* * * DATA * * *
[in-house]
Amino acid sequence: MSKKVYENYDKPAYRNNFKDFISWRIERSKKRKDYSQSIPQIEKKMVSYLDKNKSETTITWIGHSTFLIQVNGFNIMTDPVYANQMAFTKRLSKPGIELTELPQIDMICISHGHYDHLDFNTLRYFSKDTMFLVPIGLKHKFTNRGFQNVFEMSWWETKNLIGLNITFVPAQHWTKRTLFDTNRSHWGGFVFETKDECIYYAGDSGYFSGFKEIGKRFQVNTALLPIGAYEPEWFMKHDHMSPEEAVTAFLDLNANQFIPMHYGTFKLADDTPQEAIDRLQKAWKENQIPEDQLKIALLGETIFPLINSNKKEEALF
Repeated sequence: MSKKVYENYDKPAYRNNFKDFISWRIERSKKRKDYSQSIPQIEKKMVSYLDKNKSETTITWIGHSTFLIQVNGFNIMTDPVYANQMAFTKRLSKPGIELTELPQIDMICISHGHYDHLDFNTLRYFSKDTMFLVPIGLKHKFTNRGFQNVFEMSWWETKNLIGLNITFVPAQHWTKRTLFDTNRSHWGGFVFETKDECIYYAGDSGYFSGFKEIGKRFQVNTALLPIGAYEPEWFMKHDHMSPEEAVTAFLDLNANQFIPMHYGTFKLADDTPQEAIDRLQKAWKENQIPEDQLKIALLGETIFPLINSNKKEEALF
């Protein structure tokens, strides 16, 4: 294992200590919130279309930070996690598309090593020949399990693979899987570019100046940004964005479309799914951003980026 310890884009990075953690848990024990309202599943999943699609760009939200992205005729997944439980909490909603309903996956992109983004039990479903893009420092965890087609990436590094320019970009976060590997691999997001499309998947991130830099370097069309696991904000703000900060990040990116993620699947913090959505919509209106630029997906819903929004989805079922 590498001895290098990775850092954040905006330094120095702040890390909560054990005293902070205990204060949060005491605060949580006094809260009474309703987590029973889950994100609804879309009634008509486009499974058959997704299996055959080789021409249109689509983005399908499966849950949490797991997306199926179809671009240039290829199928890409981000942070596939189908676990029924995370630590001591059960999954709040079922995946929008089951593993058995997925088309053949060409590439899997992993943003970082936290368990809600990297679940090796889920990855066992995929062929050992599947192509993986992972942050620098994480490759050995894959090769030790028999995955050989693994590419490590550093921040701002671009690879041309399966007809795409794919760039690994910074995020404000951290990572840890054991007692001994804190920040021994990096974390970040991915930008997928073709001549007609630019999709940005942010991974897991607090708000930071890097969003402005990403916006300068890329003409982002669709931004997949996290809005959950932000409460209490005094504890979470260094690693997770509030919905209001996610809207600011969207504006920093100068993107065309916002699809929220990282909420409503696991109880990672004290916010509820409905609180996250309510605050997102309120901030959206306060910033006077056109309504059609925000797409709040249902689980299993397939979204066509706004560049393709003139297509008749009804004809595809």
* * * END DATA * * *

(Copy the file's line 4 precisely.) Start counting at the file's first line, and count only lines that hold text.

């Protein structure tokens, strides 16, 4: 294992200590919130279309930070996690598309090593020949399990693979899987570019100046940004964005479309799914951003980026 310890884009990075953690848990024990309202599943999943699609760009939200992205005729997944439980909490909603309903996956992109983004039990479903893009420092965890087609990436590094320019970009976060590997691999997001499309998947991130830099370097069309696991904000703000900060990040990116993620699947913090959505919509209106630029997906819903929004989805079922 590498001895290098990775850092954040905006330094120095702040890390909560054990005293902070205990204060949060005491605060949580006094809260009474309703987590029973889950994100609804879309009634008509486009499974058959997704299996055959080789021409249109689509983005399908499966849950949490797991997306199926179809671009240039290829199928890409981000942070596939189908676990029924995370630590001591059960999954709040079922995946929008089951593993058995997925088309053949060409590439899997992993943003970082936290368990809600990297679940090796889920990855066992995929062929050992599947192509993986992972942050620098994480490759050995894959090769030790028999995955050989693994590419490590550093921040701002671009690879041309399966007809795409794919760039690994910074995020404000951290990572840890054991007692001994804190920040021994990096974390970040991915930008997928073709001549007609630019999709940005942010991974897991607090708000930071890097969003402005990403916006300068890329003409982002669709931004997949996290809005959950932000409460209490005094504890979470260094690693997770509030919905209001996610809207600011969207504006920093100068993107065309916002699809929220990282909420409503696991109880990672004290916010509820409905609180996250309510605050997102309120901030959206306060910033006077056109309504059609925000797409709040249902689980299993397939979204066509706004560049393709003139297509008749009804004809595809």